Engaging Non-Traditional Students with (Mobile-Compatible) Microlearning
I teach entirely online at a university, The University of Texas at Arlington, which is in the process of expanding online learning opportunities for students, including non-traditional, diverse learners. One approach that is useful for non-traditional students is to make use of a relatively new concept called microlearning.
In contrast to long-form text and multimedia, microlearning consists of short bursts of information (microcontent), which is often followed by an opportunity to interact and retrieve information such as a short quiz or chance to post short written commentary. Further explanation and examples of how microlearning can benefit learners within your institution are described in this post.
Defining Microlearning and Microcontent
Microlearning consists of microcontent that is delivered via an electronic device, including but not limited to a mobile device, app, learning management system, computer, and/or laptop. The goal is to “chunk” learning into smaller bits of content so as not to overwhelm the learner. Advantages include decreasing cognitive load for the learner and providing versatile content items that can be reviewed and practiced by students, as needed, for just-in-time learning. Microlearning can potentially provide for more engaging digital content rather than long disengaging and tedious lectures or “walls of text” that students are less likely to read and interact with. Research suggest millennials are increasingly accessing information via technology rather than through people .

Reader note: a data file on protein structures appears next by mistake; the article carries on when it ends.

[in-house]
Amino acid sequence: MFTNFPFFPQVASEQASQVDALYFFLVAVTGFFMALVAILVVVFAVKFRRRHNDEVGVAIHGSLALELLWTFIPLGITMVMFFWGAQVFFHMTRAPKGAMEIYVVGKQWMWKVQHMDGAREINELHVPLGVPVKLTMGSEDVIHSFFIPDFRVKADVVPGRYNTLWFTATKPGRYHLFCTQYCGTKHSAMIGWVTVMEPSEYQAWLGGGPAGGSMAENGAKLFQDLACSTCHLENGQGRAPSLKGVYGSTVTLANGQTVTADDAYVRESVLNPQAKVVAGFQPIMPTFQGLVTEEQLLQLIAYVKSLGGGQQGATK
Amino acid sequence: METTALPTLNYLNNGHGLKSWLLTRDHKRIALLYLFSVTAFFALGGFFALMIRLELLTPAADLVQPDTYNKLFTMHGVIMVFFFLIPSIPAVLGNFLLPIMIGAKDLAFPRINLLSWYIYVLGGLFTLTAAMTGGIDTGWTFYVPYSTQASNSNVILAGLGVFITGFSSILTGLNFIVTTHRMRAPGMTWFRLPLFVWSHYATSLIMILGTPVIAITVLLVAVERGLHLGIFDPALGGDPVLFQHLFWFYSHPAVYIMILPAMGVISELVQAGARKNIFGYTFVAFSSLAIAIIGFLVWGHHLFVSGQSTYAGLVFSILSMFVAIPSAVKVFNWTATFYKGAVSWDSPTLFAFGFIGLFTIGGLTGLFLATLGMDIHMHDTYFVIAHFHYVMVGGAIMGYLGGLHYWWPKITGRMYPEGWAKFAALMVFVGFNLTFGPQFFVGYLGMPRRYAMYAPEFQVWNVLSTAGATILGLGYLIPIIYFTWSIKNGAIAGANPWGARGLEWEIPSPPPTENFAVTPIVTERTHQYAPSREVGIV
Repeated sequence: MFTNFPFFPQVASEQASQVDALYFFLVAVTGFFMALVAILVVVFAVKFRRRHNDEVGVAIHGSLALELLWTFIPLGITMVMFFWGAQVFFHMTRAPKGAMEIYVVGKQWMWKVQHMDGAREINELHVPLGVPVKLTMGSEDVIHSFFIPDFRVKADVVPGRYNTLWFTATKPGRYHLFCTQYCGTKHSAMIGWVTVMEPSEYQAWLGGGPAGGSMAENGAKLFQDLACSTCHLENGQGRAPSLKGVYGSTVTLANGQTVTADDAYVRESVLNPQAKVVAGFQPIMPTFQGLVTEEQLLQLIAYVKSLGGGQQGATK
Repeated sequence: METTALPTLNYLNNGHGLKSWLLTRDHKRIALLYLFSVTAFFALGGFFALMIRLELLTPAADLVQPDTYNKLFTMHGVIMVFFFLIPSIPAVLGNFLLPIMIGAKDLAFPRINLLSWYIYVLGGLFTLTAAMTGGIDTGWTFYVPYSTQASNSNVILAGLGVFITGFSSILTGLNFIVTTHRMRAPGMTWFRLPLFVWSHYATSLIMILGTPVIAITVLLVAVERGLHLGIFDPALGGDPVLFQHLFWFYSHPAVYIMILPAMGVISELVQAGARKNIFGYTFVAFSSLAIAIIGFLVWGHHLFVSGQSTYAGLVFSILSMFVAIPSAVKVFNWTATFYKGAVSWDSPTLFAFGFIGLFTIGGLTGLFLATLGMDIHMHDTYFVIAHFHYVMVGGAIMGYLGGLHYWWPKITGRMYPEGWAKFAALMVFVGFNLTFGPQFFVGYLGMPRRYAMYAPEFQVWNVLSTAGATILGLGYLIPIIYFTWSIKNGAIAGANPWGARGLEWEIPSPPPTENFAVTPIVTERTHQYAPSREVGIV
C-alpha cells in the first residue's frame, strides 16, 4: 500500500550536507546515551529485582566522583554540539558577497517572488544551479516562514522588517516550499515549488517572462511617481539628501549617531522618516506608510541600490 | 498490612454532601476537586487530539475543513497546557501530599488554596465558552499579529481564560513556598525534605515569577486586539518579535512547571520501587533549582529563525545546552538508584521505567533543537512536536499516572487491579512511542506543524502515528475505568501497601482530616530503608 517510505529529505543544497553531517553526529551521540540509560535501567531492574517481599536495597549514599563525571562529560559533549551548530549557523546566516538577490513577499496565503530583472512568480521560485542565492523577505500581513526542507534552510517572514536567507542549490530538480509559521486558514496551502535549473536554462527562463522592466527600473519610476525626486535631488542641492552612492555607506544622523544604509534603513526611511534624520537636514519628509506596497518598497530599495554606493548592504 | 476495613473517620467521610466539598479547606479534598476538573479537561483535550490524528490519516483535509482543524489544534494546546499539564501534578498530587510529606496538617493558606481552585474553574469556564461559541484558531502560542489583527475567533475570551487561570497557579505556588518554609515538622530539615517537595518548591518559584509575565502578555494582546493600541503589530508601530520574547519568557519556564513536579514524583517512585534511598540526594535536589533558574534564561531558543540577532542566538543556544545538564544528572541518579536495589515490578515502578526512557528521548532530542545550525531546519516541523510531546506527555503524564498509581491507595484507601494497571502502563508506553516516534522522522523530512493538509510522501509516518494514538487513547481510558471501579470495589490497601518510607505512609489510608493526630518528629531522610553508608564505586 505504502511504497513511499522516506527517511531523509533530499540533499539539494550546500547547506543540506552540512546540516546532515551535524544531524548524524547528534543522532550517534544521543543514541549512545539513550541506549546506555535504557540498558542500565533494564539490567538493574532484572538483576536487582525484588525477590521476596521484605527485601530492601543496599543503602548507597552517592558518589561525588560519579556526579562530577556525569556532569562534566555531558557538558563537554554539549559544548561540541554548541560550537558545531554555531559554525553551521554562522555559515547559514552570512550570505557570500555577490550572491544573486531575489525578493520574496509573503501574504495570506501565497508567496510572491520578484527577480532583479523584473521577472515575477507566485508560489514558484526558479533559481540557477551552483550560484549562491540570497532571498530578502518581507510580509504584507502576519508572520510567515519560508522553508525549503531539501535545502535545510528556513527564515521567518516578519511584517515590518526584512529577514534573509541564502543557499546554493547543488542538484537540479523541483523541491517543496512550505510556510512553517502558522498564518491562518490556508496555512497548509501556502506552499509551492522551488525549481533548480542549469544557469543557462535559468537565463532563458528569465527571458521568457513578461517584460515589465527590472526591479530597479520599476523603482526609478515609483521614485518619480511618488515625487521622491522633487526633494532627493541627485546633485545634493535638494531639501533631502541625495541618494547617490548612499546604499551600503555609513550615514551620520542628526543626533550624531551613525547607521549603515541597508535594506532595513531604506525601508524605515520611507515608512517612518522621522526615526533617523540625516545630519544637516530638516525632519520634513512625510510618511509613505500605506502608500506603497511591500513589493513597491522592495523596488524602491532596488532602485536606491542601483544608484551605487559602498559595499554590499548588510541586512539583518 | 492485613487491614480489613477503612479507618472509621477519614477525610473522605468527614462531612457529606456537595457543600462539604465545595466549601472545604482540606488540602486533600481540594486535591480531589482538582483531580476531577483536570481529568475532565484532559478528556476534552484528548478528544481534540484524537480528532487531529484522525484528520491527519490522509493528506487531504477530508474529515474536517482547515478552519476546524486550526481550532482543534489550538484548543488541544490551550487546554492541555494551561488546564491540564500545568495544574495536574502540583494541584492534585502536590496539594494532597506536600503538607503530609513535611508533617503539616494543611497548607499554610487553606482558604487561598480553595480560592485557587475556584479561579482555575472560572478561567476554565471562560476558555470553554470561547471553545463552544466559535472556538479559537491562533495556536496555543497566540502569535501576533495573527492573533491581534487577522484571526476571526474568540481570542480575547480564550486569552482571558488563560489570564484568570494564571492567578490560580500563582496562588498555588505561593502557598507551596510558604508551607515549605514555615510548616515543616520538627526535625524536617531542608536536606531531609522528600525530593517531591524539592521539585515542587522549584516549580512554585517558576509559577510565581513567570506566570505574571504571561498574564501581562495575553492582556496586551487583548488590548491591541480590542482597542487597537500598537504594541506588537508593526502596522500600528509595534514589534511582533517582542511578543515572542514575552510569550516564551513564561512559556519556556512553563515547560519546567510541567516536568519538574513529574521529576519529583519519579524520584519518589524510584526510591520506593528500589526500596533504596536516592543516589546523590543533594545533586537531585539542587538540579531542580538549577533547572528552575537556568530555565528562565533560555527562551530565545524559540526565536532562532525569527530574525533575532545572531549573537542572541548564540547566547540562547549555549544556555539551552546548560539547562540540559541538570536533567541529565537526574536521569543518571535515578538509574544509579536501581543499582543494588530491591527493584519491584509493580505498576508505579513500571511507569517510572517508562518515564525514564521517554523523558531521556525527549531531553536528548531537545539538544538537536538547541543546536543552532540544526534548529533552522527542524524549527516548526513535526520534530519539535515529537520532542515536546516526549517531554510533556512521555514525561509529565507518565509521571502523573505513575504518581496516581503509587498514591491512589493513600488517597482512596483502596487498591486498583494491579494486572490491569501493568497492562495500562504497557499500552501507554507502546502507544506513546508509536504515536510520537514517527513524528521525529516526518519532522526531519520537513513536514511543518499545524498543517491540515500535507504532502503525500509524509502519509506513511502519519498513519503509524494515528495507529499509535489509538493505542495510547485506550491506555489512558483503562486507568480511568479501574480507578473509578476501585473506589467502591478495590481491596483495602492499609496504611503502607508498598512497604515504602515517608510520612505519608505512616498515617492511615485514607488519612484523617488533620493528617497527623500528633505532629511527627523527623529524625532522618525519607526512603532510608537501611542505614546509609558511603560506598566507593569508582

Examples of microcontent can include:
Micropodcasts: Learners can access shorter (1-5 minutes) podcasts to learn, preview content, review content, and build up background knowledge. With colleges seeking ways to reduce budget costs with remedial learning, micropodcasts and other microcontent can help build requisite background knowledge for underprepared learners.
Flipped Classroom Resources such as Video Microlectures: With trends towards moving away from lecture-style courses, students can benefit from the flipped classroom approach
Micropodcasts and/or Microlecture Videos Organized Through Topic-Focused Playlists: These could be heard or viewed sequentially, or in any order if knowledge is not sequentially organized. Students can review content as often as needed, or skip content for competencies they have already mastered.
Digital Flashcards and Practice Content Created by Faculty and/or Students Through a Mobile-Based Tool: This type of learning fosters retrieval practice whereby learners have opportunities to interact with content more often. Students can also create their own set of digital resources for review using Quizlet. Both Socrative and Quizlet have mobile apps for easy retrieval and content creation.
Benefits of Microlearning: Versatile and Flexible Content
Microlearning content can be easily created through a few user-friendly tools such as podcast creation tools, video creation tools, and interactive mobile-based quiz creation tools. Many of these are no- to low-cost tools. I created my own microlearning podcasts on my mobile device at no cost.